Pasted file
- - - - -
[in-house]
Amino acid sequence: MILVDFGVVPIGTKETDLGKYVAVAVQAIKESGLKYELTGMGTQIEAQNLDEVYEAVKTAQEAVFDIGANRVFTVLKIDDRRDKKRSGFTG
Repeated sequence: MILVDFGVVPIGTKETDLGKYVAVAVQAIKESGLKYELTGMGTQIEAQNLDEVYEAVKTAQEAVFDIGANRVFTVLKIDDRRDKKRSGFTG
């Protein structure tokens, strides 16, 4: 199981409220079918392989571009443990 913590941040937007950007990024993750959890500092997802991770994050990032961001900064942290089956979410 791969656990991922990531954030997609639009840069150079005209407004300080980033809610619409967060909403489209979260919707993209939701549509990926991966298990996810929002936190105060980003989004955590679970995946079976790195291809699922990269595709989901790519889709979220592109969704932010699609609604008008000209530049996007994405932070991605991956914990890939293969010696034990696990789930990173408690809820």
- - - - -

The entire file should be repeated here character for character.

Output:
[in-house]
Amino acid sequence: MILVDFGVVPIGTKETDLGKYVAVAVQAIKESGLKYELTGMGTQIEAQNLDEVYEAVKTAQEAVFDIGANRVFTVLKIDDRRDKKRSGFTG
Repeated sequence: MILVDFGVVPIGTKETDLGKYVAVAVQAIKESGLKYELTGMGTQIEAQNLDEVYEAVKTAQEAVFDIGANRVFTVLKIDDRRDKKRSGFTG
């Protein structure tokens, strides 16, 4: 199981409220079918392989571009443990 913590941040937007950007990024993750959890500092997802991770994050990032961001900064942290089956979410 791969656990991922990531954030997609639009840069150079005209407004300080980033809610619409967060909403489209979260919707993209939701549509990926991966298990996810929002936190105060980003989004955590679970995946079976790195291809699922990269595709989901790519889709979220592109969704932010699609609604008008000209530049996007994405932070991605991956914990890939293969010696034990696990789930990173408690809820």